Video calling applications have emerged as the most important part of remote working and learning. Thanks to COVID-19’s rigidity, we’re likely to communicate from home for the foreseeable future and there’s nothing we can do to change that.
The leading video calling services, such as Zoom, Google Meet, and Microsoft Teams, have been doing their best to make us feel at home — office or school — and we are eternally grateful for their efforts. However, there are still some areas that are particularly difficult for newbies to access; and need refining.
Today, in this piece, we’ll pick one such little quirk of these video calling services — audio control issue — and tell you how to take full control of your video conferences on your favorite video calling client.
- The crux of the matter
- Microsoft Teams Volume Control
- Zoom Volume Control
- Google Meet Volume Control
- What about mobile devices?
The crux of the matter
If the title of the article doesn’t serve as a definitive clue, we’d like to clarify the objective of the article in this brief section.
As most of us have resorted to multitasking, separate volume controls have become the need of the hour. No one wants a unified control for various applications, as it almost always leads to jumping back and forth between apps.
So, if you’re one of the many individuals struggling to control the volume of your favorite video calling application, the instructions depicted below might help you out.
Microsoft Teams Volume Control
Microsoft Teams has been the go-to video conferencing application for many. It has a no-nonsense demeanor, looks professional, and delivers pretty much everything you would expect from a video calling application.
Does Microsoft Teams have a volume adjuster?
Microsoft Teams has a volume control cooked into the application. However, it still only controls the overall sound of the system and not the app alone. To access the volume control in Microsoft Teams, click on the vertical ellipsis button at the top-right of your meeting window. Now, go to ‘Device settings.’
Here, you’ll find the volume slider on your right-hand-side panel. Adjust the slider to change the volume of your system.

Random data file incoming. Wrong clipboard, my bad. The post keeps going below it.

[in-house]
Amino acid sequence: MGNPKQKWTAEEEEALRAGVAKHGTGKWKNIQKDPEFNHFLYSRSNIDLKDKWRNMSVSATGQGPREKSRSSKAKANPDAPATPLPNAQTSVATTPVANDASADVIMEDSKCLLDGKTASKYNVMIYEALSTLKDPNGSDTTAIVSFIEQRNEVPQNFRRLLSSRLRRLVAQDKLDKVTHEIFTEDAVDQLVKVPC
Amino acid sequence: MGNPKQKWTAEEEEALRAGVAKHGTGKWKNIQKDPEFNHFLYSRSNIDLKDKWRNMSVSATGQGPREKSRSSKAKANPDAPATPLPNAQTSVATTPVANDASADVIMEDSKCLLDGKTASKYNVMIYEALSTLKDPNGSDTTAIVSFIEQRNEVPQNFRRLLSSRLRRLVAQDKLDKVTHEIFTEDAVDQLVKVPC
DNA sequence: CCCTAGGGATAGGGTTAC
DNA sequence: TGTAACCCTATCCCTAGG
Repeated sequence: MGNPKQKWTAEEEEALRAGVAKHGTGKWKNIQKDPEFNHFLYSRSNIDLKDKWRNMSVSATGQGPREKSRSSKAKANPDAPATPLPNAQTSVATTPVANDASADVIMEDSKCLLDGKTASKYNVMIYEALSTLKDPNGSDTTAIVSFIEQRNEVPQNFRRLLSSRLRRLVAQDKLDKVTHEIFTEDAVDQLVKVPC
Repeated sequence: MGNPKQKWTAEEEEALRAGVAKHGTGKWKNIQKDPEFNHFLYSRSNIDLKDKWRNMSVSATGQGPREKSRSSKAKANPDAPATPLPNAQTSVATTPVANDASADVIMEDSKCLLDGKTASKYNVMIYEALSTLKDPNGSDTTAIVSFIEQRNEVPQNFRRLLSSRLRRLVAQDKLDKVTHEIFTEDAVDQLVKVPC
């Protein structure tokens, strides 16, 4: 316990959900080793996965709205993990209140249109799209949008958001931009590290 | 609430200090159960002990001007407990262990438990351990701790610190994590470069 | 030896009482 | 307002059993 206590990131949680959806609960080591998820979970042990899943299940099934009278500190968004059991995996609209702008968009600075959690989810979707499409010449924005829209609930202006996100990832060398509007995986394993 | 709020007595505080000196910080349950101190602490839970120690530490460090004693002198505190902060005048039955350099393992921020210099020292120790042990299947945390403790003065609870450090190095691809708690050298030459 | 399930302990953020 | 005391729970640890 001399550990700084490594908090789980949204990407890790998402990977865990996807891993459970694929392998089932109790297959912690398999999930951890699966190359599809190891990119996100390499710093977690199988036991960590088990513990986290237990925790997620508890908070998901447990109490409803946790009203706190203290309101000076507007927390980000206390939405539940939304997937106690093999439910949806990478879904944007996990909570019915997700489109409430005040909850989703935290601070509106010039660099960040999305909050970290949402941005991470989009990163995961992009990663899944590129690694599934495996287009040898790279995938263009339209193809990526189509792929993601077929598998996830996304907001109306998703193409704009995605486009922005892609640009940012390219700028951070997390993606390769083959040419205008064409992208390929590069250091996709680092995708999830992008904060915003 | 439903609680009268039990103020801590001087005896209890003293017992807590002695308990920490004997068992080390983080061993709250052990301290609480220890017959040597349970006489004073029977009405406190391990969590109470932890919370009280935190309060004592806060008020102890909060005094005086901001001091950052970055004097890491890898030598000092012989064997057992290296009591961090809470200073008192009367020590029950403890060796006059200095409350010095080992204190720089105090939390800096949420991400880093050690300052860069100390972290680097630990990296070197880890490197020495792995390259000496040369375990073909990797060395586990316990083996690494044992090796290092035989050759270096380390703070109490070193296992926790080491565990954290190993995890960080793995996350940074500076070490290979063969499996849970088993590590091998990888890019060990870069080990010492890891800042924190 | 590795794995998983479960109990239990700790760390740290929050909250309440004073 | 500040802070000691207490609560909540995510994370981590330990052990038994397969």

How to lower Microsoft Teams’ meeting volume?
As mentioned in the previous section, Microsoft Teams offers a dedicated volume slider. However, to change the volume of the application — and not your entire system — you’ll need to dig a little deeper and access Volume Mixer on your Windows PC.
To access the Mixer, first, you’ll have to right-click on the speaker icon on your taskbar.
Now, click on ‘Volume Mixer.’
Once the Mixer window opens, look for the ‘Microsoft Teams’ entry and lower the vertical slider. There could be multiple instances of Microsoft Teams in there. So, be sure to lower the volume of the meeting window, not the idle background.
If done properly, you’ll notice that the system volume has remained unchanged while the volume of your Microsoft Teams meeting has decreased.
Related: How to Present on Zoom
Zoom Volume Control
While Microsoft Teams have emerged as a favorite for the business-minded, Zoom has managed to capture the imagination of both professionals and amateurs. Zoom is regularly used to host video calls with friends and family, to carry out little tasks, and even for educational purposes. Zoom is widely touted as the near-perfect blend of work and play, which has allowed the application to enjoy unchecked fanfare.
Does Zoom have a volume adjuster?